Leave the Porch Light On – We’re On Our Way

A tribute to National Grandparents’ Day, Sunday, September 11th.

By Michal Lloyd

In Idaho, 10,574 Idaho grandparents are responsible for raising children under the age of 18. This does not include the thousands of children living informally with other relatives or close family friends.

2-1-1 Idaho Careline, 2022. Idaho Department of Health and Welfare

Leave the Porch Light On – We’re On Our Way

I remember driving back to my grandparents’ house in South Dakota. My mom and  I would travel the dirt back roads leading to the farm, dust trailing us in swirling cyclones, rocks flying. There were many miles between porch lights glowing like beacons, guiding us home. First, we would see Francis Putman’s house and then my grandparents’. Grandma and Grandpa were up waiting for us long after the national anthem played, ending a long day. 

It is the time of the year to celebrate Grandparents—people who have experienced many sunsets and more new moons than most of us. We underestimate the importance of people with a bit of mileage on them. We seldom appreciate the natural patina age gives us, but it is not only essential to provide older adults their just rewards because they have experience and knowledge to share, but also because our view of age will impact how we age ourselves. 

Youth stumbles into the party late and charms us all. It crawls in, cooing with its fresh new skin and bright eyes, but the burnish of wisdom comes with age. If an older person were on the Antiques Roadshow, they would be valued higher if they were handcrafted and hadn’t been refinished numerous times. Yet, here we are, showing our discomfort with age by disrespecting it. We want it to be something it isn’t.

My grandparents raised me, and I suppose that is why I thought the correct name for a refrigerator was icebox, and why I love Glenn Miller.  We tend to treat aging the same way we view the passage of time. We are never happy in the present. When we are young, we want to be older. When we are old, we want to be younger. Each has its advantages. We would not be here if it weren’t for the pioneering spirit of our elders, but that doesn’t mean they don’t have something to learn from youth too. 

We need all the generations to educate each other on our path through life. Youth has its enthusiasm and determination. Youth is bold. Older adults are resilient. At this time in history, resilience is something we need most, knowing that there are peaks and valleys in life that you can ride the wave and although we experience storms, the sun will eventually come out.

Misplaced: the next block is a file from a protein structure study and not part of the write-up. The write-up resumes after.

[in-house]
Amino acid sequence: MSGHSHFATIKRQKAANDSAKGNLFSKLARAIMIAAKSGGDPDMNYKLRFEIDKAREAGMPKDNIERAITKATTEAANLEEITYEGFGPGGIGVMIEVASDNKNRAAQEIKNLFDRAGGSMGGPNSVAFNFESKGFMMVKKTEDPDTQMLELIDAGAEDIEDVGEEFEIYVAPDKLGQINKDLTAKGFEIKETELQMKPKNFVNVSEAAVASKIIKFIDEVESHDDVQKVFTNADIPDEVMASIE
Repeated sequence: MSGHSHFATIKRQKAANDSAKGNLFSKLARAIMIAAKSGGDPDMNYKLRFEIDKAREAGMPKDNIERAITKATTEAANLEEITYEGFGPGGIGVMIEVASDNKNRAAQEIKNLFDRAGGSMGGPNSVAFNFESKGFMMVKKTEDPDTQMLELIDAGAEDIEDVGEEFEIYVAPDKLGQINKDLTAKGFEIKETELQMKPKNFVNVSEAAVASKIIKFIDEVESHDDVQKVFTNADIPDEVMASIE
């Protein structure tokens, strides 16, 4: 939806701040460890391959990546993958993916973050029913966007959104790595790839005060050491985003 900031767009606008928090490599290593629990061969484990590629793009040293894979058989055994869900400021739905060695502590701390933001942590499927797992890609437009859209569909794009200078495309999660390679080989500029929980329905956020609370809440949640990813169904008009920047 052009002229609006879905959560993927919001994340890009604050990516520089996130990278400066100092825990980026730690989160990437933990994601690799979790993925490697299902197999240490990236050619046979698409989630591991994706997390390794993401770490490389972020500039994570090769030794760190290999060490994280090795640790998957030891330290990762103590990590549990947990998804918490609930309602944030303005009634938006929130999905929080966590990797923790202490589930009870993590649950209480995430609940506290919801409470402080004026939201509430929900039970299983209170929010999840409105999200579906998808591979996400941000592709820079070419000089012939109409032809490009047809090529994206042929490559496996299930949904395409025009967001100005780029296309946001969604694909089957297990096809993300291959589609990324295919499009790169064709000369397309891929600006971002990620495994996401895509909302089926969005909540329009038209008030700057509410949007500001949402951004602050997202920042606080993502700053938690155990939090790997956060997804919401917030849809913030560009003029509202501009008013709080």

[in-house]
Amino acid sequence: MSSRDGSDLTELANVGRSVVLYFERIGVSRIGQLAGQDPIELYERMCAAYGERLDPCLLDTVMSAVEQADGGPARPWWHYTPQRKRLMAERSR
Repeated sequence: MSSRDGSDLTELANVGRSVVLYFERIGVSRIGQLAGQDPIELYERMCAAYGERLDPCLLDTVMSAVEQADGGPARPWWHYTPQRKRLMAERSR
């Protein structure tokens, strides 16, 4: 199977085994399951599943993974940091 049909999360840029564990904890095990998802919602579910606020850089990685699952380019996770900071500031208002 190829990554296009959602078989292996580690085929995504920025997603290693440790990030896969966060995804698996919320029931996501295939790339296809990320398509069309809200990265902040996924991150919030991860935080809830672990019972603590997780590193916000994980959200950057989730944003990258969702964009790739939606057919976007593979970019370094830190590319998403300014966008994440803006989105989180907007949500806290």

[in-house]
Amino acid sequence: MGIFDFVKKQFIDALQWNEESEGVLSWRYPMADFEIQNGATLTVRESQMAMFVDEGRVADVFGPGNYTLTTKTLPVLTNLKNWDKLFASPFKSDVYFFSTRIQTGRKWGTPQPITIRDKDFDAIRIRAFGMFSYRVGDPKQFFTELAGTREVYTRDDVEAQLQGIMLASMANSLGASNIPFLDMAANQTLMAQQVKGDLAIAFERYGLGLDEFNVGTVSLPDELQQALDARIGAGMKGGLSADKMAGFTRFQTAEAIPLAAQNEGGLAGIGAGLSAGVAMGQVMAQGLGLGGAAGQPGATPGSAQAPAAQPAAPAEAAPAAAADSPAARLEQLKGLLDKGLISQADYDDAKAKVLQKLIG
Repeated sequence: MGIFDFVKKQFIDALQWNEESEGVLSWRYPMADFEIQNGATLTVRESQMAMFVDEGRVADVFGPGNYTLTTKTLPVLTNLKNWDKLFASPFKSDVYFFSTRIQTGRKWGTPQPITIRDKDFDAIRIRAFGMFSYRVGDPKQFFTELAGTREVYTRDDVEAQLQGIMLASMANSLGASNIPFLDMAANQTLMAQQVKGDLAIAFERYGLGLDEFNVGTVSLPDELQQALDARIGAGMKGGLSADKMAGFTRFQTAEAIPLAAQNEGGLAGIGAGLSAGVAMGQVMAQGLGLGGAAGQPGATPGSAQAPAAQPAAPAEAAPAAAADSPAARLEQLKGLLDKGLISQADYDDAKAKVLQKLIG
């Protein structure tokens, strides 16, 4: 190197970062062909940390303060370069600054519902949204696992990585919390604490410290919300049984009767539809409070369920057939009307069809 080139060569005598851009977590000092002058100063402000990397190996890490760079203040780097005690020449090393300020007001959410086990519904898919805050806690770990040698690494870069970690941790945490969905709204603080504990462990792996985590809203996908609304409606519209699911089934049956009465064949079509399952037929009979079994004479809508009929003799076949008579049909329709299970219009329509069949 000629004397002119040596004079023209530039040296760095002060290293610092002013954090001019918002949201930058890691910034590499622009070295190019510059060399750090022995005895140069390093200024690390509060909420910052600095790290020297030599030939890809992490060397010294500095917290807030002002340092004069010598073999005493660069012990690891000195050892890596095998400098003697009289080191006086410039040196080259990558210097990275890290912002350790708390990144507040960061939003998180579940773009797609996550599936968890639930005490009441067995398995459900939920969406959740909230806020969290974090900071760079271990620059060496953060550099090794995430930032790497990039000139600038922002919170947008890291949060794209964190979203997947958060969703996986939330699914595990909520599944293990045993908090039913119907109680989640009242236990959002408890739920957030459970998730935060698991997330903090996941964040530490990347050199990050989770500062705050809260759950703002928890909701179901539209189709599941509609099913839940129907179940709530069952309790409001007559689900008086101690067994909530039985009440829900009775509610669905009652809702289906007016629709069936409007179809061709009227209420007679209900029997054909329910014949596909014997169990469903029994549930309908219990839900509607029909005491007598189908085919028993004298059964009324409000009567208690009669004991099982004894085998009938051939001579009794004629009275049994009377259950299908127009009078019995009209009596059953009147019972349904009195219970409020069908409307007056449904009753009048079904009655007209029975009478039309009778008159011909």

My mother-in-law is a young ninety-four. She has endured and maintained her faith despite adversity and still lives independently. She shows what it means to age with grace and dignity. She demonstrates strength to her family. A life well lived shows us that we can make it through difficult times and learn from them. 

My great grandmother lived through wars, the Great Depression, and the Dust Bowl. When they didn’t have much, she learned to do with what she had. She was an amazing cook making many dinners for her large family. She had fresh farm-raised ingredients most of the time, but there were also times when she had little but a dish rag to make dinner. So in my family we measure a cooks ability by what you can make out of a dish rag.  

In this modern world, many admire CEOs, politicians, the Kardashians, and NFL players, while right in front of us are grandparents and elders who show us so much more than any of those virtual people do, only seeing the shining reflection. It is harder to look at the entire story. We don’t see the entire story. There is no journey, porch light, or guidance for us to follow. It isn’t shiny but aging well is a beacon to us all guiding us safely home. 

If you are grandparent, relative, or close-family of friend raising a loved one’s child, you can find resources and support from Idaho’s Kindship Program.